Junk is everywhere.
- My son’s diaper bin is a putrescent mass of funk.
- My inbox is inundated with stupid offers to enlarge my penis and vexing invitations to date desperate dames in Russia.
- The streets of New York City are replete with used Metrocards, cigarette butts and crumpled newspapers.
Junk is everywhere.
But one place I refuse to tolerate junk is my computer. I won’t stand for it and neither should you. A few days ago I showed you how to hack your way through the junkware jungle and today I’m going to arm you with even more tools to vanquish those unwanted offers.
Come with me… we’re going on a mission.
Sourceforge and Download.com were once reliable sources of adware-free software.
Believe it or not, there was a day you could download free software without worrying about catching a digital disease.
But as the avarice of software hubs became ascendant, virulent software became more common and people became leery of downloading anything online.
The problem is that unscrupulous advertisers pay software repositories, such as Sourceforge, money to trick users into opting into unwanted offers. The audacity and guile of organizations like this is growing because there’s big business in selling ad impressions and stealing your private data.
But it doesn’t have to be that way.
Today – you and I are the Empire and we’re about to Strike back.
Tricking Sourceforge to forget software wrappers
The first thing we need to do is banish those software wrappers.
By “wrappers” I’m referring to the bloated download managers that are often teeming with adware.
The next time you download an open source project from Sourceforge.net, try appending the URL with the following HTTP GET parameter:
For example, FileZilla server usually ships with a wonky wrapper. By adding the ?nowrap suffix to the URL it downloads without the wrapper.
In other words, it downloads the application – sans the crap.
The second approach is to use a browser extension that constantly protects you.
Introducing AntiAdware Atomizer
AntiAdware Atomizer by devnoname120 is perhaps the greatest nemesis to the evil ad networks. It’s a tidy little browser extension that removes forced download managers, accelerators and adware on a growing list of over 40 major download hubs.
So here’s the thing: if you’re using an older version of Chrome, you need to download the Tampermonkey extension from the Chrome Web Store; however, if Chrome is current, scroll down this page so I can show you how to manually install the script.
Okay, back to what I was saying… Tampermonkey is a productivity tool that developers use to manage the eccentric collections of scripts they have stored on their computers.
To install the script, click the blue +Free button in the upper right corner of the browser viewport.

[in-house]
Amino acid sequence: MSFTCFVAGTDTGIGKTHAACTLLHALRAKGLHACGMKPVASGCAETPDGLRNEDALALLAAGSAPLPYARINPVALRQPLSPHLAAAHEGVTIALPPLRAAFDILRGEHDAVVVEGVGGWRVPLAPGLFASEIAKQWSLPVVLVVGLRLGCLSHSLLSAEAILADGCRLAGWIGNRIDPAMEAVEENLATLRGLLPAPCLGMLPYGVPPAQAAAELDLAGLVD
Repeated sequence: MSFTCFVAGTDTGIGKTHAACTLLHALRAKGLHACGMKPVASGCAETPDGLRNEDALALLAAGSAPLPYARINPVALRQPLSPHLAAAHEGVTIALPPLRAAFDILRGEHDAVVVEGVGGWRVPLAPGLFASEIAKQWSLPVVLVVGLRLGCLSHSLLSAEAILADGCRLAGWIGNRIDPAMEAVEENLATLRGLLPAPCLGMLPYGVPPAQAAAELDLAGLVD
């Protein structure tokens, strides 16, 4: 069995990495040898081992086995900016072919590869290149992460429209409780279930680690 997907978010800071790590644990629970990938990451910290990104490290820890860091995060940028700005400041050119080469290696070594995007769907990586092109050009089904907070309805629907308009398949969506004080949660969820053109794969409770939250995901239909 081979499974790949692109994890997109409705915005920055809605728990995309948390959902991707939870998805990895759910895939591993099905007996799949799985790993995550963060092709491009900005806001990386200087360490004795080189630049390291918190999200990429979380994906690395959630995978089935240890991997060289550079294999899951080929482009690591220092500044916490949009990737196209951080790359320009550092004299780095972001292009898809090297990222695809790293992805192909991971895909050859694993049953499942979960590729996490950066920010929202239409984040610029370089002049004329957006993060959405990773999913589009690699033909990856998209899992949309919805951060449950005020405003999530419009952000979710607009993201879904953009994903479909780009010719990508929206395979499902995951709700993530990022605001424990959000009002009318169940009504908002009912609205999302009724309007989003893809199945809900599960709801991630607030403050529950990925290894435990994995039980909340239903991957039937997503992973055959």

Tampermonkey leaps to action admonishing you to only download scripts from sources you trust.
And that’s a good exhortation! Malicious scripts can choke your browser and flub up your computer so this warning is justified and super important.
If you scroll down you can actually see the script’s source code.
The script we’re downloading today is hosted from a credible source. Greasyfork is an open source script store that maintains a list of unruly scripts. Moderators periodically roam the hallways (almost daily) looking for and deleting any bad scripts posted to the site.
That being said, after clicking Process with Chrome you’ll get another warning. Heed and continue.
But if you try to add the Script, it might fail with the following error:
Apps, extensions, and user scripts cannot be added from this website.
If you have the latest version of Chrome, it won’t let you add scripts to the browser that didn’t originate in the Chrome Web Store.
This is a good idea so I applaud Google for its increased security awareness.
So here’s what we need to do:
Manually Installing The Script
Right click the green Install this Script button and choose Save Link As from the context menu.
Then go to the Chrome extensions panel by typing this in the omnibar:
Chrome faithfully alerts you about permissions…
And that’s it. After adding the script, when you visit any sites supported by AntiAdware Atomizer, your browser will silently filter out the adware.
Incidentally, if you get tired of AntiAdware (or it just freaks you out) you can always remove this extension by clicking the trashcan icon in your Chrome extensions page.
That’s all for now. You can also download the extension for Firefox, Opera or Safari. Sorry IE users.
The Bottom Line
Ultimately the best defense against being assailed with junkware is common sense. But unfortunately common sense isn’t so common.
We need to be mindful of the stuff we click.
Of the places we visit.
Of the sources we trust.
Little tricks like the ?nowrap tip or using specialized scripts like AntiAdware can help but the onus really falls on us to make smart decisions on the content we consume.